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Published in Print: September 30, 2015, as Grit, Character Research Draws New Walton Investments

Measuring Grit, Character Draw New Investments

Measurement efforts to get $6.5 million

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The Walton Family Foundation has announced that it's investing in research on the measurement of noncognitive traits such as grit and persistence in classroom settings.

The grants total $6.5 million over three years. They represent a new direction for the organization, which largely has focused its education philanthropy on expanding school choice and charter schools.

It's a sign that the field of study, known as character education and social-emotional learning, is maturing and gathering interest from many corners of the education policy and philanthropy worlds.

"We will remain very focused on the academic experience and the measurement of academic proficiency that schools can influence," said Marc Sternberg, the K-12 education program director for the foundation.

"We are also ... interested in the broader definition of success. Sothat takes us to a curiosity of how we can measure things like grit and perseverance and all of the noncognitive elements we know are so important."

Walton's announcement this month comes amid warnings that existing tools to measure growth mindsets, grit, self-control, and relationship skills are too flawed to be used for school accountability. Some of those warnings have come from the researchers who first popularized the importance of those skills to influence classroom outcomes. (The Walton Family Foundation has provided grant support for Education Week's coverage of parent-empowerment issues.)

More Nuance Needed

Foundation officials hope grantees' work will help develop more nuanced tools to measure those traits so that existing interventions can be tested and expanded for application in larger settings, such as whole school districts. They also hope such data can be considered in future school accountability efforts, Sternberg said.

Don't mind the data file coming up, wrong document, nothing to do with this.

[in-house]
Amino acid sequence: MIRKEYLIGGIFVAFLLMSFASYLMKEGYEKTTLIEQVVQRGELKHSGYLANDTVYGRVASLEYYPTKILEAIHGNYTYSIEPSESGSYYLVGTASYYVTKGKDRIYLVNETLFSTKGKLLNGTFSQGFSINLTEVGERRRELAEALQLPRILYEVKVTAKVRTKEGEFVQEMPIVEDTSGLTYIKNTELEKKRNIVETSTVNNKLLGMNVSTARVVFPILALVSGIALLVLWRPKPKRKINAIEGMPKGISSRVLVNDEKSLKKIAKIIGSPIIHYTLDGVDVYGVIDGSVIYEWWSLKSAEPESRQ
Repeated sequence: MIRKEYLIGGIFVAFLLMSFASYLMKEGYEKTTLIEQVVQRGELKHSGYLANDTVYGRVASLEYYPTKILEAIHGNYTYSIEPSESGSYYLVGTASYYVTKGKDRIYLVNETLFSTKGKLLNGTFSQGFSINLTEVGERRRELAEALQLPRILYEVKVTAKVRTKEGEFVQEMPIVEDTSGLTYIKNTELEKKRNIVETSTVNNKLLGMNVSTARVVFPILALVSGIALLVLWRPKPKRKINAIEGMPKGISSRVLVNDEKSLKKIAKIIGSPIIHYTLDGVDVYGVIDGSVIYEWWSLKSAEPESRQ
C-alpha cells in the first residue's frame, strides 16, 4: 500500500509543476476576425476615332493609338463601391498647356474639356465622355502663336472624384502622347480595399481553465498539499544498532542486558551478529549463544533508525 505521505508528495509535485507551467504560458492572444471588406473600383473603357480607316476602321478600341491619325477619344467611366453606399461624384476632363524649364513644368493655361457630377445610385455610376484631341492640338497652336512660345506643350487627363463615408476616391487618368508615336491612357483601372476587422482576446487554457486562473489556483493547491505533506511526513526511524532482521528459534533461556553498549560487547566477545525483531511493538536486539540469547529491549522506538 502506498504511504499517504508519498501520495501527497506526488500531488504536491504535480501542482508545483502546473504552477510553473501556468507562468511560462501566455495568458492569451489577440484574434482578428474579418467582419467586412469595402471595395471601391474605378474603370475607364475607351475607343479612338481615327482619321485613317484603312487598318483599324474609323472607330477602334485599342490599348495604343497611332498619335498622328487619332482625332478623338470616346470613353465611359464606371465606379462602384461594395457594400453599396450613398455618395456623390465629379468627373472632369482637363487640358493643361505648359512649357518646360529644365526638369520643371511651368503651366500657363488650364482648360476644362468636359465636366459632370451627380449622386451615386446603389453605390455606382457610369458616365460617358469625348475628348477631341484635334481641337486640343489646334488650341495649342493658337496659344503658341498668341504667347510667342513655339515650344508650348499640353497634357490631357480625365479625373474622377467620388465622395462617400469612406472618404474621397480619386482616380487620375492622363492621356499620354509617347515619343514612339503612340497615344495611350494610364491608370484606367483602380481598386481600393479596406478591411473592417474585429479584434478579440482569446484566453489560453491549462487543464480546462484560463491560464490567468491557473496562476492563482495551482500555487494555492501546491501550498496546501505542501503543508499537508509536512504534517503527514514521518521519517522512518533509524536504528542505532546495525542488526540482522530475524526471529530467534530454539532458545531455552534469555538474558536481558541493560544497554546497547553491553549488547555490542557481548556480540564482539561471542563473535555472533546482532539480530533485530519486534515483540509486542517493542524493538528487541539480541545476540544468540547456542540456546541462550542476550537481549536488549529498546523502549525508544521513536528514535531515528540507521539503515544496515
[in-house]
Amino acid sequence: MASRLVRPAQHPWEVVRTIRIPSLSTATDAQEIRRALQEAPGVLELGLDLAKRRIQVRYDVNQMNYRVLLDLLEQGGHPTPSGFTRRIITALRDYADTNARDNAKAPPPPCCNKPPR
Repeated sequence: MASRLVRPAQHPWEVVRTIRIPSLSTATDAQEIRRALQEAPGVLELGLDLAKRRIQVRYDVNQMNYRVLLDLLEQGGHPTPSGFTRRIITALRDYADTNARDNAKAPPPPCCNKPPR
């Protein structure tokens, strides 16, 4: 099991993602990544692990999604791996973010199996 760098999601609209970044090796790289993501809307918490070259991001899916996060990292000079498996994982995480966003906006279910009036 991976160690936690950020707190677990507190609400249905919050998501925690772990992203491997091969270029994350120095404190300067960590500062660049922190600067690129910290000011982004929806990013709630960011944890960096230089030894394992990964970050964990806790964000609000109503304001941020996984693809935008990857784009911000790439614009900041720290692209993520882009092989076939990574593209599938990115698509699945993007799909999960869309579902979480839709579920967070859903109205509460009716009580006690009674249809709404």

"If we're not measuring these things, we're not going to be able to see them have the kind of impact we want at scale," he said.

Critics of promoting these kinds of traits say such strategies place responsibility for academic success on students without addressing systemic issues that are out of their control, such as the strength of school curricula. Supporters say such work can dovetail with other school improvement efforts to accomplish both.

One grant will go to Angela Duckworth, a University of Pennsylvania professor of psychology who won a MacArthur "genius" grant in 2013 for research that popularized the idea of grit—the ability to maintain a focus on long-term goals, despite setbacks, and a sense of self-control.

Another will go to Character Lab, which Duckworth co-founded with KIPP charter schools co-founder Dave Levin, and Dominic Randolph, the head of school at Riverdale Country School in New York City.

A third grant has already been awarded to Martin West, a Harvard Graduate School of Education professor. The funds will support his research with the Boston Charter Research Collaborative, which works with Massachusetts Institute of Technology and Harvard researchers to test social-emotional learning interventions in Boston-area charter schools.

West is among the researchers who have urged caution with the measurement of noncognitive traits.

He recently co-authored a study with Duckworth and other researchers who used surveys to gauge 8th graders' conscientiousness, self-control, and grit.

Parsing Noncognitive Skills

At the student level, researchers found that those traits positively correlated with attendance, behavior, and test-score gains between 4th and 8th grades.

But they also found that students in schools with worse academic outcomes tended to report higher levels of those traits than students in more academically successful schools, a finding West attributed to research bias.

"If you're in a more [academically] demanding environment, you tend to rate your skills more negatively than if you're in a less demanding environment," he said. That is in part because students gauge their successes and strengths by comparing themselves with their peers.

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West and fellow researchers will work with Boston charter schools to triangulate self-reported and teacher-reported measures of students' noncognitive skills with other information, such as discipline data and whether they turn in homework on time, to try to develop more reliable measures.

Duckworth's work will also focus on developing measures that are consistent across educational environments.

There currently aren't any "nonfakeable assessments of character that are really apples to apples across school communities," Duckworth said in a question-and-answer interview on the Walton Family Foundation website.

Vol. 35, Issue 06, Page 6

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